By Justin Boron
Lovejoy is exploring the possibility of creating its own police department by next year, a move that the city's mayor said would almost certainly require levying property taxes.
Largely dependent on the county for public safety services, the city has been able to generate enough revenue from permits, inspections, and sales tax to pay its bills and five employees. The low administrative expenses have allowed it to remain the only city in the county that does not have an ad valorem property tax.
But Mayor Joe Murphy said the addition of a seven-position police department would cost about $1.7 million to start up and wouldn't be able to operate without another source of tax revenue.
“To do this, we're going to have to impose a city property tax,” he said, adding it would have to be in place by August of 2006.
The city has had the power to levy property taxes since it got its city certification in October last year. All the city council would have to do now is set a millage rate, Murphy said.
But already there is some opposition.
Councilman Arlie Aukerman said he is adamantly against a property tax, saying people in general already are taxed too much in life.
Although she favors a city police department, Councilwoman Angela Cannon also said she wouldn't support the proposed tax without first consulting the citizens.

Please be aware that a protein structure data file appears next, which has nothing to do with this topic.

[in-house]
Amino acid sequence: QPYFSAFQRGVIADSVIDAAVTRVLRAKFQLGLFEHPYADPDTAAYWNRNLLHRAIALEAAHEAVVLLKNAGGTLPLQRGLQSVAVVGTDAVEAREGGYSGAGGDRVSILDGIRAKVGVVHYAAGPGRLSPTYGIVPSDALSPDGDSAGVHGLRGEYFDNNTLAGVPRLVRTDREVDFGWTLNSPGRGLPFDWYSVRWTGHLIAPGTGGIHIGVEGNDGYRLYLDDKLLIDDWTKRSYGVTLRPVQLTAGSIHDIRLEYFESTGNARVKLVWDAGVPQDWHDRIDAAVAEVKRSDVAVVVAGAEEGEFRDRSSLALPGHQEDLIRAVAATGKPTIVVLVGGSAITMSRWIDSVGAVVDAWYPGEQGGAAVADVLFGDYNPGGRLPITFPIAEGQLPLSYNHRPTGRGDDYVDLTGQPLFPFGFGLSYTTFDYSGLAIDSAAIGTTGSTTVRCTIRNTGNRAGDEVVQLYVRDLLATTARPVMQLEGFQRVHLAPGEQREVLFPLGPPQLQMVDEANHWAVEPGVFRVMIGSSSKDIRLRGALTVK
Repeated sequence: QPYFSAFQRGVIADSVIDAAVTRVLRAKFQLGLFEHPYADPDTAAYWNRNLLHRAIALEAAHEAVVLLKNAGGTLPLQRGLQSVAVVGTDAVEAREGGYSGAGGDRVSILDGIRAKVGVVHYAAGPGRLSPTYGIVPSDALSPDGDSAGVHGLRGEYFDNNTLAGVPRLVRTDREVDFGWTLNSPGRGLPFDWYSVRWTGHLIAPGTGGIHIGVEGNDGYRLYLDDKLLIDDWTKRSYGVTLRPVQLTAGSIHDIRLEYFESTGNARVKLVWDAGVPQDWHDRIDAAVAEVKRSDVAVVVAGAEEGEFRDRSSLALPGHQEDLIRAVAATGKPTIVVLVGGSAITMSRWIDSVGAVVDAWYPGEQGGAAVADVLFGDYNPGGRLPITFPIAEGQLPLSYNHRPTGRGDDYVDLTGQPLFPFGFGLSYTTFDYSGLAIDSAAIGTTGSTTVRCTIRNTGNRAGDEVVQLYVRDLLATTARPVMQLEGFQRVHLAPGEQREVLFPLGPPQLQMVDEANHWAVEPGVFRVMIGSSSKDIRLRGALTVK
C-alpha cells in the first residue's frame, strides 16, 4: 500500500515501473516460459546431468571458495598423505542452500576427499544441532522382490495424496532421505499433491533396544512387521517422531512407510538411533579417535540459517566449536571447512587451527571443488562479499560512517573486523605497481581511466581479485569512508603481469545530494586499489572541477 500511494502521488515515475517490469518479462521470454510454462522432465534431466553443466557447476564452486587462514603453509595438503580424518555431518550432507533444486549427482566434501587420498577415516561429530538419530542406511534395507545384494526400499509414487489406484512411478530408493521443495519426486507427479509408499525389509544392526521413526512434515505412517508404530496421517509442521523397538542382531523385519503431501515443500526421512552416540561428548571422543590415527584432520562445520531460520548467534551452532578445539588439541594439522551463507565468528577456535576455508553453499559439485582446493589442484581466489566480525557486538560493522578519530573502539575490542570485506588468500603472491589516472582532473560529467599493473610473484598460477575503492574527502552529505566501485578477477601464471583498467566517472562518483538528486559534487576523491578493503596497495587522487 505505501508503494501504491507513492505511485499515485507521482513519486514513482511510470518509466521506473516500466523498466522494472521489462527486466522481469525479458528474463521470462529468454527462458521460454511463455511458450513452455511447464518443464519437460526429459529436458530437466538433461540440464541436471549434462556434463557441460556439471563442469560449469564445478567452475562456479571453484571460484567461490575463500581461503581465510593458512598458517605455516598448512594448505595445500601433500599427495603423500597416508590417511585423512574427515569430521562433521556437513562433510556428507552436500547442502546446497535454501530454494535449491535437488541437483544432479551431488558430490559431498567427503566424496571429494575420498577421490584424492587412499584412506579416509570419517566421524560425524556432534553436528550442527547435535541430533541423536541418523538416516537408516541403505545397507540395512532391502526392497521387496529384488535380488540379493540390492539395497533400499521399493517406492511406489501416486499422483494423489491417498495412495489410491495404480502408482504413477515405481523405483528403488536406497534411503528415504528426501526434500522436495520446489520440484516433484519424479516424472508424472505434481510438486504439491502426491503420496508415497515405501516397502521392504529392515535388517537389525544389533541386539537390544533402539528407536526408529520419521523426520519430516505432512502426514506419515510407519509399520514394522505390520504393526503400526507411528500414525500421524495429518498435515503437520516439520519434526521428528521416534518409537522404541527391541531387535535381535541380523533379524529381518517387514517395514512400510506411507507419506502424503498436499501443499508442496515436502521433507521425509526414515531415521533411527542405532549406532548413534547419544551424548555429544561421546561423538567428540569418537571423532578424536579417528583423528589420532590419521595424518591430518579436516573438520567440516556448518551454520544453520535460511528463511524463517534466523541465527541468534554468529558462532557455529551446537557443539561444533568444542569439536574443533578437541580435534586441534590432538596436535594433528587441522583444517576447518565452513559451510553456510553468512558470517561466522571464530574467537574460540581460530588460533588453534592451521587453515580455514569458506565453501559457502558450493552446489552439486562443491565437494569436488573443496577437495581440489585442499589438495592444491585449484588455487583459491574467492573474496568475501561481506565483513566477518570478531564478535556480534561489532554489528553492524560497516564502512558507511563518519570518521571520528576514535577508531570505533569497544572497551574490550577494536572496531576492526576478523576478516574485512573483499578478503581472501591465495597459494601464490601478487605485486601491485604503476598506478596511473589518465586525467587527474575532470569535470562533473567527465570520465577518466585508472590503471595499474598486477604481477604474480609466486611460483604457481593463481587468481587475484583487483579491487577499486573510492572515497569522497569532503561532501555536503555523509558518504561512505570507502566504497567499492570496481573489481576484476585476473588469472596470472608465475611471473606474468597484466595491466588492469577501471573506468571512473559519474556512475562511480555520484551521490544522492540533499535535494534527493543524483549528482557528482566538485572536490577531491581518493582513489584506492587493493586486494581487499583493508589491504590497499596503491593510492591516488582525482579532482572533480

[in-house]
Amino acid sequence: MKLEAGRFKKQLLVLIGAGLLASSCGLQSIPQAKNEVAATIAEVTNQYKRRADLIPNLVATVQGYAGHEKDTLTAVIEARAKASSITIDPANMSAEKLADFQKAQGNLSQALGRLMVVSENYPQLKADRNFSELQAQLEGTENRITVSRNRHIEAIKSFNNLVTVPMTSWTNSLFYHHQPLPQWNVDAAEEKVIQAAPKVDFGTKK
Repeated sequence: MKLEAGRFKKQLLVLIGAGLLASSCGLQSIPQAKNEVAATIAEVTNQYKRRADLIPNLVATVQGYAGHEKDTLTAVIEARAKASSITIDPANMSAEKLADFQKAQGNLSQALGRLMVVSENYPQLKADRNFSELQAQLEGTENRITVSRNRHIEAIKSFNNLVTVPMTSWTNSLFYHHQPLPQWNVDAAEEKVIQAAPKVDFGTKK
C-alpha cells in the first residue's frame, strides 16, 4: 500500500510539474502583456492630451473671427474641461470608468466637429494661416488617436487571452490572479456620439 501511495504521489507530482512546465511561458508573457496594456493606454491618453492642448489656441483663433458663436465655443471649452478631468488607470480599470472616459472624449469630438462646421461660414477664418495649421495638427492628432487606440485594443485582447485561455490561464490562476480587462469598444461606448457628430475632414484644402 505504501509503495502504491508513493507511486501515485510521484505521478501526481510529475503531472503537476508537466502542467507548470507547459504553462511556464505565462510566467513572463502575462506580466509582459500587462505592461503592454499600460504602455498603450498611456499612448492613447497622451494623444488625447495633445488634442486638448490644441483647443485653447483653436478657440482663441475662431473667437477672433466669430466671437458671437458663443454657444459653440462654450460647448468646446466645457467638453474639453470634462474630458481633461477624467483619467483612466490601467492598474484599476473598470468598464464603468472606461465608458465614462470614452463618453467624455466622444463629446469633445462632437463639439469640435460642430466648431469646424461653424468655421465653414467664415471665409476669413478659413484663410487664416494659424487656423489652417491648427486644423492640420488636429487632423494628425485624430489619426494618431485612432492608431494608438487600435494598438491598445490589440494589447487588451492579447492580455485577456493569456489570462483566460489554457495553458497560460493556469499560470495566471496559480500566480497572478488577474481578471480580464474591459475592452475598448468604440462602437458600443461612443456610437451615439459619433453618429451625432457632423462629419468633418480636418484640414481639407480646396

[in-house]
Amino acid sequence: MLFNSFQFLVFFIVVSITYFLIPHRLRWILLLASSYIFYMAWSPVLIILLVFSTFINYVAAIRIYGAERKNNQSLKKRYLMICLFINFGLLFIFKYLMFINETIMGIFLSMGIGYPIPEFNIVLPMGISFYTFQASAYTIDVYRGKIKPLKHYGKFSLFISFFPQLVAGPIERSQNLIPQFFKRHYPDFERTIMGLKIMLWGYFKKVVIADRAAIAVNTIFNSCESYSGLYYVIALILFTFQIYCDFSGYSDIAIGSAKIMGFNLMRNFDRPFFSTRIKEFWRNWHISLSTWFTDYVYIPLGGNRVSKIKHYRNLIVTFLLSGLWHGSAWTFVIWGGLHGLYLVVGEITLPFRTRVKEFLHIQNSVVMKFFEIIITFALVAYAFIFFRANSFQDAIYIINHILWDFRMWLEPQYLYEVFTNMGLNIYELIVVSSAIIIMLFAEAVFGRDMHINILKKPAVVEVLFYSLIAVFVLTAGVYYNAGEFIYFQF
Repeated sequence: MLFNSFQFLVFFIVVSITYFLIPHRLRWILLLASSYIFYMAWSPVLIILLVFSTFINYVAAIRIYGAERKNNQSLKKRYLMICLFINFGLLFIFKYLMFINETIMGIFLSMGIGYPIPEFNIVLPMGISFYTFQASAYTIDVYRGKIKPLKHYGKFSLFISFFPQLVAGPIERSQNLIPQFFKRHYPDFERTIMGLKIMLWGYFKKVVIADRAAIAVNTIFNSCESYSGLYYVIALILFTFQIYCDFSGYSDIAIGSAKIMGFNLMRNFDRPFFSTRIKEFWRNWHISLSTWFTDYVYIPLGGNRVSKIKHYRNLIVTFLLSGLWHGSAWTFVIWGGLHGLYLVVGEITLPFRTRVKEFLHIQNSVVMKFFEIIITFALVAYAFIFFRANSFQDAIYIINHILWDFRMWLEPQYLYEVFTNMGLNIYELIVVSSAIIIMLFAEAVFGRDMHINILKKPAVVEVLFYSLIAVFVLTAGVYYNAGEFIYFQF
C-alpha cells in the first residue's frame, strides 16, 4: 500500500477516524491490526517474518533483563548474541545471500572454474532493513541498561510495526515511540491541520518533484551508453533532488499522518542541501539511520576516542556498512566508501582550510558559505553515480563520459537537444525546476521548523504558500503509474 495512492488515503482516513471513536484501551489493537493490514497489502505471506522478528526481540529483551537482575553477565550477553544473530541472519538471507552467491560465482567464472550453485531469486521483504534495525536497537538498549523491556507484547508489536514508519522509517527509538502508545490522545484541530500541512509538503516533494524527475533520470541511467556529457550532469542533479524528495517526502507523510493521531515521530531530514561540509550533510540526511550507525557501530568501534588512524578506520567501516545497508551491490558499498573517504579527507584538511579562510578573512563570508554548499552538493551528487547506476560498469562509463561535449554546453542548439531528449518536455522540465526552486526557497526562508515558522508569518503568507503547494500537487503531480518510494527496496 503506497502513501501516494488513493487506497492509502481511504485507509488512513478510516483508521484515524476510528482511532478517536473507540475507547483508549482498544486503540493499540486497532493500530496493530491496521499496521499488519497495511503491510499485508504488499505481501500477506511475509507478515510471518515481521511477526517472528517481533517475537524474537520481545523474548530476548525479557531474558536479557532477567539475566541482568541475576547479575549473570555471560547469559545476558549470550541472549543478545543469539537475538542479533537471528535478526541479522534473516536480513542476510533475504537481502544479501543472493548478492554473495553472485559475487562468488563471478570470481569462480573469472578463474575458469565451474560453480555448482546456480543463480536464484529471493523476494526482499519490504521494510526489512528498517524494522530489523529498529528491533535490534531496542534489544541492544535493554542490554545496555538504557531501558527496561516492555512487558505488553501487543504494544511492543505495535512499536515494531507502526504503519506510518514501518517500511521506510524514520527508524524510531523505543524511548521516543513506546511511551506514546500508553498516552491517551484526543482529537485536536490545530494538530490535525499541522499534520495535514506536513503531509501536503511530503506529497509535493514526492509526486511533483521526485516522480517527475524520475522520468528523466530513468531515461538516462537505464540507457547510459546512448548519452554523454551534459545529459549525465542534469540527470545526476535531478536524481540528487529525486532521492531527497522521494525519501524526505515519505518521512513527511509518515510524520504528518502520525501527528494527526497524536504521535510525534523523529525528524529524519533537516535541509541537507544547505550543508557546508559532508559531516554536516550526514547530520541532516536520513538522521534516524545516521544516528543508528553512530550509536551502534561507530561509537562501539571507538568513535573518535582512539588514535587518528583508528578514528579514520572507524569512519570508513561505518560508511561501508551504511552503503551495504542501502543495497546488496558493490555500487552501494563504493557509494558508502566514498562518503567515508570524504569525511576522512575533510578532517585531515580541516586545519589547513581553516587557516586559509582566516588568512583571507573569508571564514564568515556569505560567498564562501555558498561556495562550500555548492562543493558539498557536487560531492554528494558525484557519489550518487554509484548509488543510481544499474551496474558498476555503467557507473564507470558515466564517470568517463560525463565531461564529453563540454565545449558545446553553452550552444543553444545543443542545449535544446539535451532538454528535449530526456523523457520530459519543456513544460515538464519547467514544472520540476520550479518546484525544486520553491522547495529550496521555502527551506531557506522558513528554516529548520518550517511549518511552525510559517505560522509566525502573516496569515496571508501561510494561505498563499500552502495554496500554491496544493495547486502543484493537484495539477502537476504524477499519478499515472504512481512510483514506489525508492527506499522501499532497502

Murphy said nothing is certain and he would be open to public discussion of the property tax issue.
Nevertheless, he said he thought citizens would benefit from having police service closer to them.
“The people want the security,” he said, citing slow response times from county police in the city. “In 30 minutes things can really change.”
Currently, the city contracts with the county government for its police and fire service.
The Clayton County Police Department has a precinct near the city limits and has a good response time, said Assistant Chief Jeff Turner.
He said Lovejoy isn't a “high-crime” area and the officers at the county's south side precinct “have always done a good job in patrolling that area.”
But Turner admitted a city police department would likely improve the response time and heighten coverage because Lovejoy officers would be patrolling only that area.
The police department also would put some distance in the relationship between Lovejoy and the county, which citizens have criticized as being too entangled.
In addition to funneling sales tax revenue to the Lovejoy's coffers, the city certification last year was supposed to give it more independence.
But in formally declaring itself a municipality, city officials did little to severe ties with the county government. They continued to contract public safety services with the county, and Murphy also continues to work as the assistant director of the county's community development department.
At its meeting last week, the city council contracted Eddie Williams - the mayor's boss within the county government - to conduct building inspections part time at a rate of $600 a week.
Murphy said he agrees that the city needs to become more self-sufficient. The new police department would be part of that effort, he said, adding he would like to find another full-time inspector to replace Williams' part-time, month-to-month contract.
“I think that it's time for Lovejoy to step out a little bit,” he said.
Aukerman also said the city needs to do more for itself.
“We're at the mercy of the county,” he said.
Although Aukerman said he favors a police department, he is caught between what the city may need and his unwillingness to levy property taxes.
“I'm for some type of police department, but I don't know what it would be.”